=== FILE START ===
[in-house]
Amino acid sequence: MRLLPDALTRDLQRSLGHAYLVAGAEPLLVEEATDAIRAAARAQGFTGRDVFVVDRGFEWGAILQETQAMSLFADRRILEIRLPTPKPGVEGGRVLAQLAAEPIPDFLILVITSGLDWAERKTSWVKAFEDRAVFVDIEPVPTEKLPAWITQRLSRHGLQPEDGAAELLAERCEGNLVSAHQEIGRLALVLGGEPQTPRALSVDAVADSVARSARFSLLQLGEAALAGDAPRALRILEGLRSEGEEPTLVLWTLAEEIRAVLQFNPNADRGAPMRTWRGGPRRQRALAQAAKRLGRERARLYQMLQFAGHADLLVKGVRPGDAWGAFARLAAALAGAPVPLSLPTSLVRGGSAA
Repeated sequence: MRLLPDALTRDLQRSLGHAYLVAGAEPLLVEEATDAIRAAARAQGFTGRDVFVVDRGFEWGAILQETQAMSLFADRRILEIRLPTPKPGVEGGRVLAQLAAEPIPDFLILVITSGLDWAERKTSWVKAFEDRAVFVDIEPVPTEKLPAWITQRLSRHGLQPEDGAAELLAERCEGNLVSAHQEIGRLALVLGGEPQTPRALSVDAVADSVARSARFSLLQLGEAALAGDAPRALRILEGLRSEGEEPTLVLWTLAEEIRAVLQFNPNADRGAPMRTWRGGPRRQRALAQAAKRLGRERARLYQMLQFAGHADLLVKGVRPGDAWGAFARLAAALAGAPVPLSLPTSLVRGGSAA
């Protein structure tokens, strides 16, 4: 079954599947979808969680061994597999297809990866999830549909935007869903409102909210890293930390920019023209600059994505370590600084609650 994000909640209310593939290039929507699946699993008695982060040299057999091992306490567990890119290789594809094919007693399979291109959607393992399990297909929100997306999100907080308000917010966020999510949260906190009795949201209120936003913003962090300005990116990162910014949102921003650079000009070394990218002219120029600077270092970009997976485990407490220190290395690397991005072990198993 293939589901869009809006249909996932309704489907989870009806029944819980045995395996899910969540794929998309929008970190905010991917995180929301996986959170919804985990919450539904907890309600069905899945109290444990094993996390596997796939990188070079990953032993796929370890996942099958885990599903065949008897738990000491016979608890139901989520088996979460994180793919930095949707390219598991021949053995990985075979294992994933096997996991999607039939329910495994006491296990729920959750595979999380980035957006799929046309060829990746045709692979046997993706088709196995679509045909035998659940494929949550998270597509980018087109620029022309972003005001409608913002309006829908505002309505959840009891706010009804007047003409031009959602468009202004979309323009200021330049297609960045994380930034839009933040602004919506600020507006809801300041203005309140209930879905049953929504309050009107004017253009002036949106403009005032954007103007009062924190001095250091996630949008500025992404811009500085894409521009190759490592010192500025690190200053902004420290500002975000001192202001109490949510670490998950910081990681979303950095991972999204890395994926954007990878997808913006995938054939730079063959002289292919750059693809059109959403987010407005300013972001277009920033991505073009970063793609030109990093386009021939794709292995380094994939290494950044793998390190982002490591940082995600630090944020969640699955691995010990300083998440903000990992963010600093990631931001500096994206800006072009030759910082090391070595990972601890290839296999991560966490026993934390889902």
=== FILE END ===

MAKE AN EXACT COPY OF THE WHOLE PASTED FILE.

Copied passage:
[in-house]
Amino acid sequence: MRLLPDALTRDLQRSLGHAYLVAGAEPLLVEEATDAIRAAARAQGFTGRDVFVVDRGFEWGAILQETQAMSLFADRRILEIRLPTPKPGVEGGRVLAQLAAEPIPDFLILVITSGLDWAERKTSWVKAFEDRAVFVDIEPVPTEKLPAWITQRLSRHGLQPEDGAAELLAERCEGNLVSAHQEIGRLALVLGGEPQTPRALSVDAVADSVARSARFSLLQLGEAALAGDAPRALRILEGLRSEGEEPTLVLWTLAEEIRAVLQFNPNADRGAPMRTWRGGPRRQRALAQAAKRLGRERARLYQMLQFAGHADLLVKGVRPGDAWGAFARLAAALAGAPVPLSLPTSLVRGGSAA
Repeated sequence: MRLLPDALTRDLQRSLGHAYLVAGAEPLLVEEATDAIRAAARAQGFTGRDVFVVDRGFEWGAILQETQAMSLFADRRILEIRLPTPKPGVEGGRVLAQLAAEPIPDFLILVITSGLDWAERKTSWVKAFEDRAVFVDIEPVPTEKLPAWITQRLSRHGLQPEDGAAELLAERCEGNLVSAHQEIGRLALVLGGEPQTPRALSVDAVADSVARSARFSLLQLGEAALAGDAPRALRILEGLRSEGEEPTLVLWTLAEEIRAVLQFNPNADRGAPMRTWRGGPRRQRALAQAAKRLGRERARLYQMLQFAGHADLLVKGVRPGDAWGAFARLAAALAGAPVPLSLPTSLVRGGSAA
């Protein structure tokens, strides 16, 4: 079954599947979808969680061994597999297809990866999830549909935007869903409102909210890293930390920019023209600059994505370590600084609650 994000909640209310593939290039929507699946699993008695982060040299057999091992306490567990890119290789594809094919007693399979291109959607393992399990297909929100997306999100907080308000917010966020999510949260906190009795949201209120936003913003962090300005990116990162910014949102921003650079000009070394990218002219120029600077270092970009997976485990407490220190290395690397991005072990198993 293939589901869009809006249909996932309704489907989870009806029944819980045995395996899910969540794929998309929008970190905010991917995180929301996986959170919804985990919450539904907890309600069905899945109290444990094993996390596997796939990188070079990953032993796929370890996942099958885990599903065949008897738990000491016979608890139901989520088996979460994180793919930095949707390219598991021949053995990985075979294992994933096997996991999607039939329910495994006491296990729920959750595979999380980035957006799929046309060829990746045709692979046997993706088709196995679509045909035998659940494929949550998270597509980018087109620029022309972003005001409608913002309006829908505002309505959840009891706010009804007047003409031009959602468009202004979309323009200021330049297609960045994380930034839009933040602004919506600020507006809801300041203005309140209930879905049953929504309050009107004017253009002036949106403009005032954007103007009062924190001095250091996630949008500025992404811009500085894409521009190759490592010192500025690190200053902004420290500002975000001192202001109490949510670490998950910081990681979303950095991972999204890395994926954007990878997808913006995938054939730079063959002289292919750059693809059109959403987010407005300013972001277009920033991505073009970063793609030109990093386009021939794709292995380094994939290494950044793998390190982002490591940082995600630090944020969640699955691995010990300083998440903000990992963010600093990631931001500096994206800006072009030759910082090391070595990972601890290839296999991560966490026993934390889902």